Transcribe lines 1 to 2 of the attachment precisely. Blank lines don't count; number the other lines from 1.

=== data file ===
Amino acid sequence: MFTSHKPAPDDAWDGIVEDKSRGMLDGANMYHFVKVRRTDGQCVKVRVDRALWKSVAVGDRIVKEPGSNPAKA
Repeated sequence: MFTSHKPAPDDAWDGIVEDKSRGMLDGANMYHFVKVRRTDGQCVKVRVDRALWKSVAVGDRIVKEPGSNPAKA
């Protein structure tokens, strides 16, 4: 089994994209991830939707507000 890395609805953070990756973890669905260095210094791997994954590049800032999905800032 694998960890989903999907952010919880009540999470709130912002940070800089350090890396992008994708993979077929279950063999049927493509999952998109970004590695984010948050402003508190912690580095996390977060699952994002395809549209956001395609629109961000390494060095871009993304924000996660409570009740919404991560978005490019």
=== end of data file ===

Amino acid sequence: MFTSHKPAPDDAWDGIVEDKSRGMLDGANMYHFVKVRRTDGQCVKVRVDRALWKSVAVGDRIVKEPGSNPAKA
Repeated sequence: MFTSHKPAPDDAWDGIVEDKSRGMLDGANMYHFVKVRRTDGQCVKVRVDRALWKSVAVGDRIVKEPGSNPAKA